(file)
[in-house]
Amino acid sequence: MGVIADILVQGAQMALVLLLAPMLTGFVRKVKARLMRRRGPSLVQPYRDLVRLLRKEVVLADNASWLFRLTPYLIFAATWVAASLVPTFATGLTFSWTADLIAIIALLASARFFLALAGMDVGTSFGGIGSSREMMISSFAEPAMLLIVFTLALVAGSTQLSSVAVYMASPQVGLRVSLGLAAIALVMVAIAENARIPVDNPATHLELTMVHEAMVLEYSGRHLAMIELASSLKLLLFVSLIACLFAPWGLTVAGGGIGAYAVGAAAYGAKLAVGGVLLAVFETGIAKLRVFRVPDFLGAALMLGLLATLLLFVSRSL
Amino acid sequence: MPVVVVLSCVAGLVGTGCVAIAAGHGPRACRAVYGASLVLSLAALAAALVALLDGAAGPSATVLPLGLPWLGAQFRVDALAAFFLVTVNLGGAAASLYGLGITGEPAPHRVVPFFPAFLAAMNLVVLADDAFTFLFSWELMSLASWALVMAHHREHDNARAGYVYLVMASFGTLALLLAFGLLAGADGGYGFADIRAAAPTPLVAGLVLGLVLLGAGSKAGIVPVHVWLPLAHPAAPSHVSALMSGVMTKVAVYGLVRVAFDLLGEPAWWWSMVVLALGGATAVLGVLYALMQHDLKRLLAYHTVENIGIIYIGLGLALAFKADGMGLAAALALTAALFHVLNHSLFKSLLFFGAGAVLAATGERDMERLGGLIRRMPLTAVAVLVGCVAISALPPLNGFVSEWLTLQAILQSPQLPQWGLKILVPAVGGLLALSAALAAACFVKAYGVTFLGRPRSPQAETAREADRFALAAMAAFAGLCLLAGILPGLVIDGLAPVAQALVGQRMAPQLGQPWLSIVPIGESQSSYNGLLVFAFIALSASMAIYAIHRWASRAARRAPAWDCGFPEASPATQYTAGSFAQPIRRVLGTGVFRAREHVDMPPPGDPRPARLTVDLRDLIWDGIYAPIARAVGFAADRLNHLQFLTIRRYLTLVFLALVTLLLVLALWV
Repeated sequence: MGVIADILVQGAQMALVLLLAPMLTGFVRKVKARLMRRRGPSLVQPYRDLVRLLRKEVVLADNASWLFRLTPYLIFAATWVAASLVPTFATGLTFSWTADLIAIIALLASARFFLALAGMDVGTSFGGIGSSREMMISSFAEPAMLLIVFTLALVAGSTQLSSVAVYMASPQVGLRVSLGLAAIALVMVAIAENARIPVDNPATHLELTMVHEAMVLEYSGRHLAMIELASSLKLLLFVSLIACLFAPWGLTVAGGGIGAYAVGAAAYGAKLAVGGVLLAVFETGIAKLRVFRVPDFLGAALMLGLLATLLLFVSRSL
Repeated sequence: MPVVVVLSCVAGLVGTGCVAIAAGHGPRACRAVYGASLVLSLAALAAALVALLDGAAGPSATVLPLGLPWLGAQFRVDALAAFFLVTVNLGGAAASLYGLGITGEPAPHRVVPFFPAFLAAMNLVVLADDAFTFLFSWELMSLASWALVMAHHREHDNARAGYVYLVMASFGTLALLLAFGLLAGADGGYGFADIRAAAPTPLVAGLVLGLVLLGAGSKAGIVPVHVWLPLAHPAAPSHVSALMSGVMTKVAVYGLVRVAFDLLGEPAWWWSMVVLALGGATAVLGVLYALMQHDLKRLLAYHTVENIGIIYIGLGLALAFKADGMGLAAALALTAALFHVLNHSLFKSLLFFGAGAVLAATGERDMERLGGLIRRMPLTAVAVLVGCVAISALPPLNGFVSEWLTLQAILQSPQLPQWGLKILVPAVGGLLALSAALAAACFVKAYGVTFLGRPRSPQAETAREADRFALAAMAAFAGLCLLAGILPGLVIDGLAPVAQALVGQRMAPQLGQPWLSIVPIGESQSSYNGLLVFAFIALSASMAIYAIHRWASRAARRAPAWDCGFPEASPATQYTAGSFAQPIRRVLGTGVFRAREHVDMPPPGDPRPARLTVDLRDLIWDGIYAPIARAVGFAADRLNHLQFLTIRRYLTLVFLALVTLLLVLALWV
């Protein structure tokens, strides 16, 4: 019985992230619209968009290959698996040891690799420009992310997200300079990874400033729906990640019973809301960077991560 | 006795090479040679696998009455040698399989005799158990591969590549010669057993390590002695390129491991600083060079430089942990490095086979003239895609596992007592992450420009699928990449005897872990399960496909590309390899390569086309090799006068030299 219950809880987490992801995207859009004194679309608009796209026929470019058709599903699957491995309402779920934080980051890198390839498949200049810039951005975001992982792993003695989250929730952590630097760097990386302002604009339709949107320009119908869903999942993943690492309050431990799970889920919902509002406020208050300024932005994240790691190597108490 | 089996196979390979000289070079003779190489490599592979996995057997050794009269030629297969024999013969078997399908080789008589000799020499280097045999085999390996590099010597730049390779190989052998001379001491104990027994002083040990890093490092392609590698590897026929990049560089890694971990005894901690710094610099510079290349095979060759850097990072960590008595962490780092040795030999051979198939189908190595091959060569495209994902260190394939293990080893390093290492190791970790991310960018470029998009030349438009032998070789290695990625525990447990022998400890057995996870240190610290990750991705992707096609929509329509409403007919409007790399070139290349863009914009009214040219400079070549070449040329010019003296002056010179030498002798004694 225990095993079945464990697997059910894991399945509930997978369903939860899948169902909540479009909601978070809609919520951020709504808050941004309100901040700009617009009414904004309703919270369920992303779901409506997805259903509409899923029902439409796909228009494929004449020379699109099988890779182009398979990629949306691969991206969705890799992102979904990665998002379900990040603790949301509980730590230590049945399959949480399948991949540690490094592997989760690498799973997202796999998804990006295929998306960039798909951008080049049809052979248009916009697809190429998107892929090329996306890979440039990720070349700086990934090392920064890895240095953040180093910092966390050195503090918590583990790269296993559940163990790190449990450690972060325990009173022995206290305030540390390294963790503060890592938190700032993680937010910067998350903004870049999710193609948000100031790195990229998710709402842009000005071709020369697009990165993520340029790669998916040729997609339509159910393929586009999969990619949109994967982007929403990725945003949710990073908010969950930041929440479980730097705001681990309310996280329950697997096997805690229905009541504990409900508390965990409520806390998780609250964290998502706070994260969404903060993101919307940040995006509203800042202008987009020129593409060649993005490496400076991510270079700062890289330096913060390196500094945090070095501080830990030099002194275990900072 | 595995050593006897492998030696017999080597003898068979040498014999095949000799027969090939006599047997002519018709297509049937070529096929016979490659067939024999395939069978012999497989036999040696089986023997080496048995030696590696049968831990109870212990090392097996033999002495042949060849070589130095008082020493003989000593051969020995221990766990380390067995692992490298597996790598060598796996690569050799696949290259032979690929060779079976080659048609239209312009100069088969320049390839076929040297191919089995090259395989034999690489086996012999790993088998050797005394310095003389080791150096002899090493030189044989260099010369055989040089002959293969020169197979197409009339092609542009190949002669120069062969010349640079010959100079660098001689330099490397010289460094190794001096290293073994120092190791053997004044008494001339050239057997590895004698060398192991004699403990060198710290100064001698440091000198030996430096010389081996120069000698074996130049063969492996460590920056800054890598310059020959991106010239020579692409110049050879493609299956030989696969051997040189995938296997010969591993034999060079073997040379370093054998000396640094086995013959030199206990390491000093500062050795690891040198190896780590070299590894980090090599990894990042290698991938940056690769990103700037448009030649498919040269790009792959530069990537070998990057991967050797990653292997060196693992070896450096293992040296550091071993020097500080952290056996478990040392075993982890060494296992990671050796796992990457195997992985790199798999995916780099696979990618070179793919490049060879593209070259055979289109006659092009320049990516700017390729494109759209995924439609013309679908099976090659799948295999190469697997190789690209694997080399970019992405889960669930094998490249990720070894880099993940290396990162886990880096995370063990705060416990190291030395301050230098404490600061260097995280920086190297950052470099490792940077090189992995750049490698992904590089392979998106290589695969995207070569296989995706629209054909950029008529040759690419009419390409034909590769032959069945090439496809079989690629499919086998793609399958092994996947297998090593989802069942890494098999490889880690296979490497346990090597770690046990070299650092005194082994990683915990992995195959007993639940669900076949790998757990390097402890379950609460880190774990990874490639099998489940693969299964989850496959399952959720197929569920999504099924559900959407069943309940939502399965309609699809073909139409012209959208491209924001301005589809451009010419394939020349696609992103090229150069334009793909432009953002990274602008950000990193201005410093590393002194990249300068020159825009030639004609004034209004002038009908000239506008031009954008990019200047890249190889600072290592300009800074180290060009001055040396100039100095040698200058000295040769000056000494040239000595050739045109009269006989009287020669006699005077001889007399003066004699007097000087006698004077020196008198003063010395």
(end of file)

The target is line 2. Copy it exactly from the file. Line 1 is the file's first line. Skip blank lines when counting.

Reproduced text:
Amino acid sequence: MGVIADILVQGAQMALVLLLAPMLTGFVRKVKARLMRRRGPSLVQPYRDLVRLLRKEVVLADNASWLFRLTPYLIFAATWVAASLVPTFATGLTFSWTADLIAIIALLASARFFLALAGMDVGTSFGGIGSSREMMISSFAEPAMLLIVFTLALVAGSTQLSSVAVYMASPQVGLRVSLGLAAIALVMVAIAENARIPVDNPATHLELTMVHEAMVLEYSGRHLAMIELASSLKLLLFVSLIACLFAPWGLTVAGGGIGAYAVGAAAYGAKLAVGGVLLAVFETGIAKLRVFRVPDFLGAALMLGLLATLLLFVSRSL